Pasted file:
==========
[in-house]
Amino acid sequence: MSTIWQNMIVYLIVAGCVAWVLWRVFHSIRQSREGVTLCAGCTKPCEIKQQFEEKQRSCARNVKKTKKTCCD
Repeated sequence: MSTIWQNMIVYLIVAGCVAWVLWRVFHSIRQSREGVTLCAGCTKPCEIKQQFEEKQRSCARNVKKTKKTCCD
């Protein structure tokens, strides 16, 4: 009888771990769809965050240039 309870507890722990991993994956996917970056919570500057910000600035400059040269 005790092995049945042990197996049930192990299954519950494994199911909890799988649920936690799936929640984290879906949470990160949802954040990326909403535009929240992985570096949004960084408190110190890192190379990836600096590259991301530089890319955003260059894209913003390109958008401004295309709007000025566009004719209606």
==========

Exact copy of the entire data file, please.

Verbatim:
[in-house]
Amino acid sequence: MSTIWQNMIVYLIVAGCVAWVLWRVFHSIRQSREGVTLCAGCTKPCEIKQQFEEKQRSCARNVKKTKKTCCD
Repeated sequence: MSTIWQNMIVYLIVAGCVAWVLWRVFHSIRQSREGVTLCAGCTKPCEIKQQFEEKQRSCARNVKKTKKTCCD
């Protein structure tokens, strides 16, 4: 009888771990769809965050240039 309870507890722990991993994956996917970056919570500057910000600035400059040269 005790092995049945042990197996049930192990299954519950494994199911909890799988649920936690799936929640984290879906949470990160949802954040990326909403535009929240992985570096949004960084408190110190890192190379990836600096590259991301530089890319955003260059894209913003390109958008401004295309709007000025566009004719209606």